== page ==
now that has begun science operations, some of the main targets of the James Webb Space Telescope will be exoplanets. The telescope can identify and examine planets outside our solar system, and can even look at their atmospheres to see what they are made of. That will give us more information than ever about the diversity of types of planets that exist.
If you look at the data on exoplanets that have been studied in the past and will be studied in the future, you will notice that many of them are of the type called hot Jupiter. Unlike rocky planets like Earth, Mars, or Venus, hot Jupiters are gas giants that orbit very close to their host stars. With a year on a hot Jupiter lasting only a few days or even a few hours, they are close enough to their stars to experience very high temperatures of thousands of degrees Celsius. And they range in mass from slightly lighter than Jupiter to more than ten times its mass.
As strange as these planets sound, and as different as they are from anything in our solar system, studying them could be crucial to learning how planetary systems form. Scientists aren’t yet sure how hot Jupiters get, as they seem to orbit too close to their stars to have formed there. Perhaps they formed farther out and were then pulled into a closer orbit, or perhaps tidal forces affected their orbits. We don’t know for sure.
Another reason to study these planets is that they tend to be puffy, as they have the mass of a planet but can be the size of a star. If a planet has a puffy atmosphere, it’s easier to get data about that atmosphere using spectroscopy, in which light from the star passes through the atmosphere and is analyzed to see what that atmosphere is made of.
One such hot Jupiter with a puffy atmosphere is WASP-121b, a monstrous planet with a temperature of over 2,000 degrees Celsius. “It has a very bloated, bloated atmosphere. And it also has a very clear atmosphere because it’s too hot for clouds and haze to form, which makes it a very tempting target for transmission spectroscopy because there’s plenty of atmosphere for the parent star’s light to shine through. ”, explained Steph Merritt of Queen’s. University of Belfast, which studied the planet using a method called Doppler spectroscopy, in a talk at the 2022 National Astronomy Meeting.
However, it is not easy to study the atmosphere of a planet millions of kilometers away. Both ground-based telescopes and Hubble have done previous work on exoplanet atmospheres, but there are limits to what these tools can tell us. Hubble has been used to study the atmosphere of hot Jupiter WASP-17b, for example, but the observations only captured part of the transit (the period when the planets pass in front of the star, making spectroscopy possible).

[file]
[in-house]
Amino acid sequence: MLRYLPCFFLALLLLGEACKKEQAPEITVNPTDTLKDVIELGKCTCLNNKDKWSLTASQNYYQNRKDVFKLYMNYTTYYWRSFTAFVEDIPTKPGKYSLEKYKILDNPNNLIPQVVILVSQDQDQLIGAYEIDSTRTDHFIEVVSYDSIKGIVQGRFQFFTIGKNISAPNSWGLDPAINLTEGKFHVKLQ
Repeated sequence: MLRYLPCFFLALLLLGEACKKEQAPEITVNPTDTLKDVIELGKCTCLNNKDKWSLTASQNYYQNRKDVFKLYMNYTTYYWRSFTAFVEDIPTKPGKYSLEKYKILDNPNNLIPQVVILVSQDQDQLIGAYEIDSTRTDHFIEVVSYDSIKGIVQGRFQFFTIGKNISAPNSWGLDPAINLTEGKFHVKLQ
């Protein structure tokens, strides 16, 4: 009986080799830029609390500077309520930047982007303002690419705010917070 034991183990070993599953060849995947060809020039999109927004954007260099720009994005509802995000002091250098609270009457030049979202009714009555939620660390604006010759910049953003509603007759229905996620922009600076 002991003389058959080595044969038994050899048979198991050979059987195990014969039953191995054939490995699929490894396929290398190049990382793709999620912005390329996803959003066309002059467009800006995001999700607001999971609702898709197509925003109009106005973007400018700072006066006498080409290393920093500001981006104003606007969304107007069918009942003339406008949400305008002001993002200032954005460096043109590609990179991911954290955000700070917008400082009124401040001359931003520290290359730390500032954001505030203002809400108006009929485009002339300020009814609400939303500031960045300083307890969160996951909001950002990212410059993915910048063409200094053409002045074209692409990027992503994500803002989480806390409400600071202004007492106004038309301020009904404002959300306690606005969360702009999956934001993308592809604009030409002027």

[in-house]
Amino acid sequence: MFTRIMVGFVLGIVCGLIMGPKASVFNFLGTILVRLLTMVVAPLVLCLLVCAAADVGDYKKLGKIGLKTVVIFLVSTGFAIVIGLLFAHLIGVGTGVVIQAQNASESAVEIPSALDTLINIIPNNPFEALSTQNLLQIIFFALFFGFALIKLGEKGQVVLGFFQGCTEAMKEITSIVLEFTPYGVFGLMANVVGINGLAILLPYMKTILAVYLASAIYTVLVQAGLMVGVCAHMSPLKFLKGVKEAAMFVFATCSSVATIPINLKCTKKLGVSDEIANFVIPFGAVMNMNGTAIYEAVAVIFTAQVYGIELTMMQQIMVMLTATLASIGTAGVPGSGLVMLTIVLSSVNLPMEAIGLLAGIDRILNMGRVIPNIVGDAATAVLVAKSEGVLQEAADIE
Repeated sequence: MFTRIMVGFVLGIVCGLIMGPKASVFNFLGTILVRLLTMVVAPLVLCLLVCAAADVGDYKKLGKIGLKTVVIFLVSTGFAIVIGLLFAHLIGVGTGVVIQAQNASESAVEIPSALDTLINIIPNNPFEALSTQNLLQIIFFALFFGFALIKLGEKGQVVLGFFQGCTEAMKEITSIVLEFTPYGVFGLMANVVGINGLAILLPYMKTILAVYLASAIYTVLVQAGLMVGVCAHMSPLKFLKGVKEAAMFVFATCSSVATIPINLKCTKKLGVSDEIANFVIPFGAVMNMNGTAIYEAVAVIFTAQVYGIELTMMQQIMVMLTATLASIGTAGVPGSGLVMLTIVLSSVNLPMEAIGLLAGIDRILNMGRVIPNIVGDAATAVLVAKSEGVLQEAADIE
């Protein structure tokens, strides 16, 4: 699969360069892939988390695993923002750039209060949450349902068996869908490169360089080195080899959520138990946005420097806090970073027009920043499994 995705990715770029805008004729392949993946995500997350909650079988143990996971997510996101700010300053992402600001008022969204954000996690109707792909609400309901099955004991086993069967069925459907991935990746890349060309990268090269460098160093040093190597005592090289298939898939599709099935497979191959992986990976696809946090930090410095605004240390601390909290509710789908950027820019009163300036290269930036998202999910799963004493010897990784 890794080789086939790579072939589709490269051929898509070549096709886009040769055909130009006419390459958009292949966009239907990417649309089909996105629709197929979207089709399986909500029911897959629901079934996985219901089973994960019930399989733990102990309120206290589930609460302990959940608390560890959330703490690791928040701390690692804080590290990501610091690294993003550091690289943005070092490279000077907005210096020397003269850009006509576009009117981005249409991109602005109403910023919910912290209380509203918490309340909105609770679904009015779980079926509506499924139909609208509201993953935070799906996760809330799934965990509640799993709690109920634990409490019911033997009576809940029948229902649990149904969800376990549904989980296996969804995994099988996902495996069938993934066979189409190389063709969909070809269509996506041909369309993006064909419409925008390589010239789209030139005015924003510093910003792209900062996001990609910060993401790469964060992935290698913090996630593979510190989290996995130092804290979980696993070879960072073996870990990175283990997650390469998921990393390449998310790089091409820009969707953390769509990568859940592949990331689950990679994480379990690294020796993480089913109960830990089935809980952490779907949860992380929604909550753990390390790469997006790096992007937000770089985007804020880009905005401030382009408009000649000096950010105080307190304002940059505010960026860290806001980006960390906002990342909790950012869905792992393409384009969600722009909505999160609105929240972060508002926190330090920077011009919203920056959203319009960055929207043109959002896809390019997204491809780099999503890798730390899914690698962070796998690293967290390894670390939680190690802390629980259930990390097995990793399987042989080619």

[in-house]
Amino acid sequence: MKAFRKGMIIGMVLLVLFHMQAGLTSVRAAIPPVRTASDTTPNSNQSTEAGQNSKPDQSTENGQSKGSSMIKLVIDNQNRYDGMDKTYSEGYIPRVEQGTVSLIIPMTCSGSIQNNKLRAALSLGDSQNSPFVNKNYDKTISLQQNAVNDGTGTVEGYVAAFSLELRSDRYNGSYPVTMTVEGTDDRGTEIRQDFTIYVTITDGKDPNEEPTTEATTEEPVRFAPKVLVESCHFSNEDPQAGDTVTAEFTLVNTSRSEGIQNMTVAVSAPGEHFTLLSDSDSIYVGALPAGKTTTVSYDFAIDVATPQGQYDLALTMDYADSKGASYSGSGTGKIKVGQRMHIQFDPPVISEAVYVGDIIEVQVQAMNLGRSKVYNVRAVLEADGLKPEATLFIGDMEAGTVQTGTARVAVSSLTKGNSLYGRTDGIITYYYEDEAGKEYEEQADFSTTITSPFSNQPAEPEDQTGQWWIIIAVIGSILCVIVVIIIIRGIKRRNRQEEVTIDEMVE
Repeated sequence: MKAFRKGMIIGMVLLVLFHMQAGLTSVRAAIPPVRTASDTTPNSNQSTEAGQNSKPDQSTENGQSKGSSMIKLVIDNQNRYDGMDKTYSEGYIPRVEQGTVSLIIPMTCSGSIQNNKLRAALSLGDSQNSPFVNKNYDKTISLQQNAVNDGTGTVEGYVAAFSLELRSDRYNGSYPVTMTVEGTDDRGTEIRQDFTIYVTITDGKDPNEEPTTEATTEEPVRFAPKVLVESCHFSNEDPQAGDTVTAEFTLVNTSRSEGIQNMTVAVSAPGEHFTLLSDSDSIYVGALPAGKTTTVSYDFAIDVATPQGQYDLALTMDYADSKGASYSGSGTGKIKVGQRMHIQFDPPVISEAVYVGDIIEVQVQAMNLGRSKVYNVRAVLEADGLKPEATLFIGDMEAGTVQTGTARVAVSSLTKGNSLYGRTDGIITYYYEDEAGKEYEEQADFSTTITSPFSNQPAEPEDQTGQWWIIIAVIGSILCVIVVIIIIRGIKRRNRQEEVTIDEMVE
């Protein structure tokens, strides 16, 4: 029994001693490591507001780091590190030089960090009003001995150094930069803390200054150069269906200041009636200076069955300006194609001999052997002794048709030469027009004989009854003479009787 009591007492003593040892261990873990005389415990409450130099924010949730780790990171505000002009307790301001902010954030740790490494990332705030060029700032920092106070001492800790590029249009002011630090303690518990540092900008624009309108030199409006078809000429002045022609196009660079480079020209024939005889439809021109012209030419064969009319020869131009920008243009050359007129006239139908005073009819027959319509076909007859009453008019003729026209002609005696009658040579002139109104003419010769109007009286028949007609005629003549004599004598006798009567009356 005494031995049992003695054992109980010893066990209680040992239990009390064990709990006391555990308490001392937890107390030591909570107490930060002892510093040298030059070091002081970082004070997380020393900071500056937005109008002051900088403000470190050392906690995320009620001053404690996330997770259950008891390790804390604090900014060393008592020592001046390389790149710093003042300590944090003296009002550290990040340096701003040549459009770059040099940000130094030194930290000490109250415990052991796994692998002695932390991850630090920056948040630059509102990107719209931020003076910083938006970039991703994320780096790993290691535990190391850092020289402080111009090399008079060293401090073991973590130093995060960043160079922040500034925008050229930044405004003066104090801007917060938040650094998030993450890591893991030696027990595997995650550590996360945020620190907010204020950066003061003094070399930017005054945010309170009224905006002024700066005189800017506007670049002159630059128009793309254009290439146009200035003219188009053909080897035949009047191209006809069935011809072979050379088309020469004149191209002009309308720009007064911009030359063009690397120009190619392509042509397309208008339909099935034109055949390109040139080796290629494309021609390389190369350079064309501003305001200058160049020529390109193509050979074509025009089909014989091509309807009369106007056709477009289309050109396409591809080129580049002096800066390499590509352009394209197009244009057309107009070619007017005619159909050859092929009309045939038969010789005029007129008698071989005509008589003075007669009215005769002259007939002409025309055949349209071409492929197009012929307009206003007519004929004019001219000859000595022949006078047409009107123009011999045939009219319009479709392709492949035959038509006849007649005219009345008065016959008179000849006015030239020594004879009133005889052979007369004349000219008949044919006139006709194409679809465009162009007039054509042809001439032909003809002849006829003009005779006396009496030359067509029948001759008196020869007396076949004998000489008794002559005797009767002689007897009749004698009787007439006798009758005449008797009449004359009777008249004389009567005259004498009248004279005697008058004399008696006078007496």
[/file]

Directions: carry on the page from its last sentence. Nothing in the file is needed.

This makes data analysis difficult, as there is a lot of uncertainty about what specific elements make up WASP-17b’s atmosphere. “All we can say for sure about WASP-17b is that the current data shows a safe direction of H2O and a tentative hint of CO2,” said Lili Alderson of the University of Bristol, who worked on a new analysis of the data. of the planet. , in the same meeting.
WASP-17b will be one of the first targets James Webb studies in his first year, helping to reveal more about its atmosphere by collecting more data in the infrared range, in addition to the optical data collected by Hubble. “We need the combination of high-quality optical and infrared data to properly understand the atmospheres of these planets,” Alderson said.
An example of the rarity of hot Jupiters is that many of them show a phenomenon called inverted atmospheres, in which temperatures in the upper atmosphere increase with altitude. You’d expect atmospheres to get cooler as you go higher, unless you have a special situation like Earth’s ozone layer. The current theory is that metallic elements found in Jupiter’s hot atmospheres, such as titanium oxide, vanadium oxide, and iron hydride, which absorb starlight and heat the atmosphere, are similar to our own. ozone layer.
As much as astronomers have learned so far about hot Jupiters, there is still much more to learn from James Webb. If we can figure out how these strange planets formed, we’ll learn more about the formation of other systems, including our own solar system. However, even with this additional data, it may not be enough to fully understand this strange and alien world.
“Planets are really complicated!” Alderson said. “We can’t always come to bold and exciting conclusions with a simple set of data.”